The Earth's climate system comprises interacting physical components - the atmosphere, the hydrosphere (liquid water on Earth), the cryosphere (frozen elements), the land surface, and the biosphere, which encompasses all living things on land and in water. Measurements of variables within all of these systems provide independent lines of evidence that the global climate system is warming. The consistency of the signals across multiple components of the climate system provides a compelling story of unequivocal change. The best-known indicator for tracking climate change is global mean surface temperature (GMST), estimated as the average (or mean) temperature for the world from measurements of sea surface temperatures and of near-surface air temperatures above the land. This measure has risen an estimated 0.85ºC (90% uncertainty range between 0.65ºC and 1.06ºC) over the period 1880-2012. Each of the last three full decades (1980s, 1990s, and 2000s) has broken successive records for average 10-year temperatures. A warming slowdown occurred in the early 21st century, even though decadal temperature for the 2000s was higher than that for the 1990s. Natural climate variability influences GMST on a variety of timescales; therefore, periods of reduced or enhanced warming on decadal timescales are expected. The causes of the early 21st century warming slowdown are now better understood, and it appears to have ended, with the years 2015, 2016, and 2017 being the warmest on record, with GMST more than 1ºC above the pre-industrial average level. Signals of climate warming are also evident in other components of the climate system. The shift toward a warmer global climate on average has been accompanied by an increase in warm extremes and a decrease in cold extremes. The amount of water vapour (atmospheric humidity) in the atmosphere has very likely increased, consistent with the capacity of warmer air to hold more moisture. Not only has the ocean warmed at the surface, it is virtually certain that the whole upper ocean (t o a depth of 700 m) has warmed. Global mean sea level has risen an estimated 0.19 m o ver the period 1901?2010 (90% uncer tainty range between 0.17 m and 0.21 m) as a consequence of the expansion of ocean waters d ue to warming (warmer water tak es up more volume) and the addition of new meltwater from shrinking glaciers and ice sheets worldwide. The extent of Arctic sea ice has also been shrinking in all seasons, with declines most evident in summer and autumn. Understanding how much human activity has contributed to the observed warming of the climate system also draws from multiple lines of evidence. This includes evidence from observations, from improved understanding of processes and feedbacks within the system that determine how the climate system responds to both natural and human-induced perturbations, and from climate models (see Chapter 3.3.1). The ability of greenhouse gases (GHGs) in Earth's atmosphere to absorb heat energy radiated from the Earth is well understood. Emissions of GHGs from human activities have led to a build-up of atmospheric GHG levels. This rise in atmospheric GHG levels, predominantly carbon dioxide, has been the main driver of climate warming during the Industrial Era. The strong warming effect of increases in GHGs has been offset to some extent by increases in levels of atmospheric aerosols, which have climate-cooling effects. Variations in the brightness of the sun during the Industrial Era have had a warming effect on climate that is at least 10 times smaller than that from human activity and cannot explain the observed rise in global temperature. Volcanic eruptions have cooling effects on global climate that can last several years but cannot explain the observed long-term change in global temperature. Determining how much of the observed climate warming and other climatic changes are due to these drivers is a complex task, as the climate system does not respond to these drivers in a straightforward way. To accomplish this task, climate (or Earth system) models are essential tools for identifying the causes of observed climate changes. Experiments with these models simulate how the climate system responds to real-world changes, including the impacts of human activities, and compare this with idealized experiments without human interference. On the basis of analysis of observations and such experiments, it is extremely likely that human influences, primarily emissions of GHGs, have been the dominant cause of the observed global warming since the mid-20th century. Studies have confirmed that there is a human contribution to observed changes in the lower atmosphere, the cryosphere, and the ocean, on a global scale.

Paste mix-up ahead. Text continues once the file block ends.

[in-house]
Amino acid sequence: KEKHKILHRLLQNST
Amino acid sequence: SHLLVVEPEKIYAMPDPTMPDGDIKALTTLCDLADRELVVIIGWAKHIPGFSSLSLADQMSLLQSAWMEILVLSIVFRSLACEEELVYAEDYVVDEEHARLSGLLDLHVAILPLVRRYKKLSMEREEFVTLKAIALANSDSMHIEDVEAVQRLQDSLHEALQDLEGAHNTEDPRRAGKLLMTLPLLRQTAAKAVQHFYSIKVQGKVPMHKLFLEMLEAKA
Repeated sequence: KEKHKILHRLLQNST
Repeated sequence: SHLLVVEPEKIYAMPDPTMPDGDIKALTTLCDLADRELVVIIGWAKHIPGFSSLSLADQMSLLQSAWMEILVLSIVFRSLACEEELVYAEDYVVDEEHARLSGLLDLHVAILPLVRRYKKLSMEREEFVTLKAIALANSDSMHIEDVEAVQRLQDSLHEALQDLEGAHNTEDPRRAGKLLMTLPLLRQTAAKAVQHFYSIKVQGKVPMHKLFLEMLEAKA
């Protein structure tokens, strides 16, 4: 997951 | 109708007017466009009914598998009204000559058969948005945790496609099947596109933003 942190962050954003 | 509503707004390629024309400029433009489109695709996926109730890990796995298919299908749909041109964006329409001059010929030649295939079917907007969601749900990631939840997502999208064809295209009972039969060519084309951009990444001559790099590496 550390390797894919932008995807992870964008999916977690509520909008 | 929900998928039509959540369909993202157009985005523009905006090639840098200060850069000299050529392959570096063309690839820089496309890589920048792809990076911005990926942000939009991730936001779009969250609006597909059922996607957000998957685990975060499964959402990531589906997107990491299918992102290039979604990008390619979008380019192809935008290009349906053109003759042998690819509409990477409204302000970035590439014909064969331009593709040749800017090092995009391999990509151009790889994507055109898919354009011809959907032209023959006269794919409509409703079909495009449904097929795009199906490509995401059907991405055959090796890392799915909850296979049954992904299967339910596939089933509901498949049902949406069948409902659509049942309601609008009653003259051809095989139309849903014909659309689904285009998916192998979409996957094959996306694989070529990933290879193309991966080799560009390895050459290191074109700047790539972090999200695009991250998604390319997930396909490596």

Summary(Plain Language Summary, not published)
This chapter provides a synopsis of the evidence that the Earth's climate system is warming, that other aspects of climate are changing consistent with this warming, and that human activities are the main cause of these changes.

Date modified: